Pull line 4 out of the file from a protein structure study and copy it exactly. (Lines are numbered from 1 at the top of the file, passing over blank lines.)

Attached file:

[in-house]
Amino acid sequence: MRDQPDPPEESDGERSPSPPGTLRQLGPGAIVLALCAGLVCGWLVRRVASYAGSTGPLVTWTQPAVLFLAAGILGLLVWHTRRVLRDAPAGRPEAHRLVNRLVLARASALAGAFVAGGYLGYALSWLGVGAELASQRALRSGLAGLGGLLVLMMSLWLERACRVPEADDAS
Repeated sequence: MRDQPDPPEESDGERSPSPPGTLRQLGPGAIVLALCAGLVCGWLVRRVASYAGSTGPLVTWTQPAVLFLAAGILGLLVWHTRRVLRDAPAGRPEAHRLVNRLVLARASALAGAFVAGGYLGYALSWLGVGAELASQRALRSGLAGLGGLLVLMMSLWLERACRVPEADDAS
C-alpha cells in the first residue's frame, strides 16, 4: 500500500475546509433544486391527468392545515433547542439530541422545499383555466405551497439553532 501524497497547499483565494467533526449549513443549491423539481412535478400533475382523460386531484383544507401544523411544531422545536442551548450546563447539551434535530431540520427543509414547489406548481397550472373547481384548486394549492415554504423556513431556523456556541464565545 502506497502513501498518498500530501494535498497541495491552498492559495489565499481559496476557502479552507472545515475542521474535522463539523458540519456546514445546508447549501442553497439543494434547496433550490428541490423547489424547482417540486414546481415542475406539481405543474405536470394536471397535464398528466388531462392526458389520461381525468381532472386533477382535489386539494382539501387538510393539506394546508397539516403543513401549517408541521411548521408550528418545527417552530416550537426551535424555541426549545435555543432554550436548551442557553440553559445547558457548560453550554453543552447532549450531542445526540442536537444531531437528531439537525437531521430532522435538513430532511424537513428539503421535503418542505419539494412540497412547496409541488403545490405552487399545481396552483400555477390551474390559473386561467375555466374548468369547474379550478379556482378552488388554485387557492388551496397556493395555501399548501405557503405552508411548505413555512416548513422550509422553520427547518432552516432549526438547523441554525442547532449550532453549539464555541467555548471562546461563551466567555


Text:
C-alpha cells in the first residue's frame, strides 16, 4: 500500500475546509433544486391527468392545515433547542439530541422545499383555466405551497439553532 501524497497547499483565494467533526449549513443549491423539481412535478400533475382523460386531484383544507401544523411544531422545536442551548450546563447539551434535530431540520427543509414547489406548481397550472373547481384548486394549492415554504423556513431556523456556541464565545 502506497502513501498518498500530501494535498497541495491552498492559495489565499481559496476557502479552507472545515475542521474535522463539523458540519456546514445546508447549501442553497439543494434547496433550490428541490423547489424547482417540486414546481415542475406539481405543474405536470394536471397535464398528466388531462392526458389520461381525468381532472386533477382535489386539494382539501387538510393539506394546508397539516403543513401549517408541521411548521408550528418545527417552530416550537426551535424555541426549545435555543432554550436548551442557553440553559445547558457548560453550554453543552447532549450531542445526540442536537444531531437528531439537525437531521430532522435538513430532511424537513428539503421535503418542505419539494412540497412547496409541488403545490405552487399545481396552483400555477390551474390559473386561467375555466374548468369547474379550478379556482378552488388554485387557492388551496397556493395555501399548501405557503405552508411548505413555512416548513422550509422553520427547518432552516432549526438547523441554525442547532449550532453549539464555541467555548471562546461563551466567555